Date: 2014–02–21
  2. By: Samira Demaria (GREDEG CNRS; University of Nice Sophia Antipolis); Sandra Rigot (CEPN CNRS; University of Paris North)
    Abstract: This paper investigates to what extent IFRS standards may cause incentives or constraints on long-term investment strategies of French insurance companies, based on 43 semi-structured interviews of insurance companies’ managers, regulators and professional organizations in France. Our results show that practitioners highlight some issues related to the capacity of current IFRS accounting rules to give a fair representation of their activities related to their specific profile. First, they underline an artificial mismatch between assets and liabilities measurement related to IAS 39 and IFRS 4 phase 1. Second, they point out effects on their asset allocation strategies due to the increased short-term volatility introduced by fair value measurement. After investigating solutions to recognising the long-term horizon in asset category, we discuss the necessary consistency of accounting standard for representing long-term business.
    Keywords: Insurance industry, long-term investment, IFRS accounting
    JEL: M41
    Date: 2014–02
  3. By: Huber, Jürgen (University of Innsbruck); Kirchler, Michael (University of Innsbruck); Kleinlercher, Daniel (University of Innsbruck); Sutter, Matthias (European University Institute)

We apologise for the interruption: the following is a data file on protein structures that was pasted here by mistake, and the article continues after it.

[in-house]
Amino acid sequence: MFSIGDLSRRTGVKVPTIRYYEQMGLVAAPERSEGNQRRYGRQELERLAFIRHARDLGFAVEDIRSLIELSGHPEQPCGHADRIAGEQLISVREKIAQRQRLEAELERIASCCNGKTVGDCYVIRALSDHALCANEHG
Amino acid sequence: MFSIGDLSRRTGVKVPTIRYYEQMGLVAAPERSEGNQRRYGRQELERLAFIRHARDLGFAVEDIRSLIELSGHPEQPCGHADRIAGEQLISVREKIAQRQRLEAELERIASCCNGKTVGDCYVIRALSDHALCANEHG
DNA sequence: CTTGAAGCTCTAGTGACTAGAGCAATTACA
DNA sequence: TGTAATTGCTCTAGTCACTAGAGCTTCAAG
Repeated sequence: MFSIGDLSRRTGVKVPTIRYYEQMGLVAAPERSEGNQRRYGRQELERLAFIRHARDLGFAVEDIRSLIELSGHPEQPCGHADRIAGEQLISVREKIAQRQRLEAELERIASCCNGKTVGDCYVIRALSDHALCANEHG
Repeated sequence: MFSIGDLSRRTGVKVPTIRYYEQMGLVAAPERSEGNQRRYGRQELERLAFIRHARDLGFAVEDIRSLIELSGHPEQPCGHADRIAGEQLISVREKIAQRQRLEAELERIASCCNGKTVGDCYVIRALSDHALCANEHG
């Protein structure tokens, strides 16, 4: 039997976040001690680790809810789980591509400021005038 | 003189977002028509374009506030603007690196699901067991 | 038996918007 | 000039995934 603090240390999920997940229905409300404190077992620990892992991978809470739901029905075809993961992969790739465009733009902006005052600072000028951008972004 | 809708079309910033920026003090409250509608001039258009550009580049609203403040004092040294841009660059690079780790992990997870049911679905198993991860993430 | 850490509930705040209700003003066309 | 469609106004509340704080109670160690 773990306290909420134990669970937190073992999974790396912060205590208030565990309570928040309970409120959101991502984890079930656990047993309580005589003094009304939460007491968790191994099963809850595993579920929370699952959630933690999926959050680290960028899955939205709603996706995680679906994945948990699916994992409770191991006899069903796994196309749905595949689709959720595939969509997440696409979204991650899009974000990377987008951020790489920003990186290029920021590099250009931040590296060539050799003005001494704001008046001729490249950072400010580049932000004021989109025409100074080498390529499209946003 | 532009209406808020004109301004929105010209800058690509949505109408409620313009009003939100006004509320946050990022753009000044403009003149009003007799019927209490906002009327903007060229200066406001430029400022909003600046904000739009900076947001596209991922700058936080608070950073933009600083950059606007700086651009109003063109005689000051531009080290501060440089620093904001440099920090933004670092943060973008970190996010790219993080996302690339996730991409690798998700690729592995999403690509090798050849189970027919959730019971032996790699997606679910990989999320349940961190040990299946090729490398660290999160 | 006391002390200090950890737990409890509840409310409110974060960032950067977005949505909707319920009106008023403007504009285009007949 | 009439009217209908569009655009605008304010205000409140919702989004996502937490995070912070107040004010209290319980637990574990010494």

Abstract: While politically attractive in order to generate tax revenues, the effects of a financial transaction tax (FTT) are scientifically disputed, not the least because seemingly small details of its implementation may matter a lot. In this paper, we provide experimental evidence on the different effects of a FTT, depending on whether it is implemented as a tax on markets, on residents, or a combination of both. We find that the effects of a tax on markets are different from a tax on residents, with negative effects of a market tax on volatility and trading volume. The residence principle shows none of these undesired effects. In addition to studying aggregate market outcomes, we investigate how individual traders react to different forms of a FTT and whether their risk attitude is related to these reactions. We find no such relationship, meaning that a FTT affects traders with different risk tolerances similarly.
    Keywords: Financial Transaction Tax, experimental finance, residence principle, market principle
    JEL: C91 G10 E62